The Most Trusted Man


One of the best moments of my life was when I got the opportunity to interview Walter Cronkite, the legendary newsman who died today after a long illness, when I was working as a reporter for Birmingham Post Herald in 1998.  Cronkite was the guest speaker for the Business Council of Alabama’s Chariman’s Dinner and I had the privilege of attending the press conference prior to the dinner.

Several city and state reporters jammed into a small conference room at the Richard Scrushy Conference Center to interview Uncle Walt who would in the upcoming months (and for the second time in his career) cover Senator John Glenn’s return to space.  Right away, Cronkite moved the podium set up for him by Conference Center employees–opting instead to pull up a chair and talk as if we were having a conversation instead of him looking as if he was giving a lecture. Afterall, he was one of us.

He was warm and friendly and extremely sharp. He could recount, to everyone’s awe and amazement, specifics about shuttle launches, both in the 1960s and present day.

The best part of the interview was the end in which I got to ask him a question for the Post-Herald.  As I put my hand around the microphone that had been passed around among various TV and newspaper reporters, a Conference Center staff member announced that my question would be the last question.  This of course put a big smile on my face–a smile that became even bigger once he answered the question.

Cronkite’s response caused the room to erupt in laughter and gave me great appreciation for a man who truly brought a human eye and heart to television news and the stories of the world we live in–something that has long been lacking in the popular media with its sensationalized and sloppy mix of soundbytes and poor reporting.

We’ll miss you Mr. Cronkite.  Thank you for your honest and heartfelt reporting.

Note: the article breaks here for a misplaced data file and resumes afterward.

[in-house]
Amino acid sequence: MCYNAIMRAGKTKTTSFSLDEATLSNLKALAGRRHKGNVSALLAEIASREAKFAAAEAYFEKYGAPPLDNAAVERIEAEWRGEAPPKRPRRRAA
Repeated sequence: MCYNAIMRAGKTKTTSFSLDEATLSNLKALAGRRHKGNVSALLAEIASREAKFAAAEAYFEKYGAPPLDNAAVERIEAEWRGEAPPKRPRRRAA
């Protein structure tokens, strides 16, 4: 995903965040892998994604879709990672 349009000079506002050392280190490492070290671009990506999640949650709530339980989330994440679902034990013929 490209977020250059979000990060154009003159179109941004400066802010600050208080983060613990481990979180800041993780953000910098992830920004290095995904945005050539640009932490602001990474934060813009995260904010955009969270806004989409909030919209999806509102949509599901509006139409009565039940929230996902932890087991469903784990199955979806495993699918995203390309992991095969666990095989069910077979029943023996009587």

Cronkite cites changes” from The Birmingham Post-Herald by Andy Acton, Fall 1998

Legendary journalist Walter Cronkite said there was never pressure to be “the most trusted man in America.”  “All it did was keep me out of singles bars,” said the 81-year-old broadcaster as he sat in the press room of the Richard Schrushy Conference Center Thursday Night.

Cronkite, a speaker at the Business Council  of Alabama’s 1998 Chairman’s Dinner, took time before the 6 pm event to answer questions from the press about his career and view of today’s media.

He said journalism has changed immensely since his beginnings as a campus correspondent for the Houston Post in the early 1930s. “It has changed particularly in the mode of communication since I got into journalism,” he said. “Newspapers were still the primary means of news summation, radio became more important, but never replaced newspapers.”

Cronkite said the creation of television and its high impact medium eventually cut deeply into newspaper readership. “I said when I first joined CBS News in 1950 that this medium is nver going to replace newspapers as a prime source of information, ” he said.

“The time allotted is simply inadequate and the nature of the beast–the pictures, sound and text–distracts from the text that you get alone from a newspaper,” he said.

Cronkite, a reporter for CBS for 46 years, said people shouldn’t expect to be informed completely by television. “The attention span required to get enough information from the television other than an immediate impression of something is not adequate to inform people so that they can intelligently exercise their franchising opinion,” he said.

Cronkite said sloppy journalism has been used by both broadcast an dprint journalists in the coverage of President Clinton. “My problem with the press on the whole investigation of the president has been the excessive use of unidentified sources,” he said. “I would’ve not amplified the inappropriate nature of the grand jury investigation, the terminonly and the description of the activity.”

This summe Cronkite was photographed with the Clinton family onboard his boat in Martha’s Vineyard. He was asked by one reporter if the Clintons expressed any emotions about the scandal. “That was recreational in a sense, family time and I’m not talking about what went on,” he said.

Cronkite has won numerous awards for his coverage on CBS that included the shooting of Gov. Georce C. Wallace in May 1972. He said the hardest story he ever covered was the assasination of President John F. Kennedy.

“It was tough one in every aspect of the journalism exercise,” he said. “As an emotional problem it was also very difficult.” Cronkite said he was proud of the production staff who pulled the story of the assasination together.


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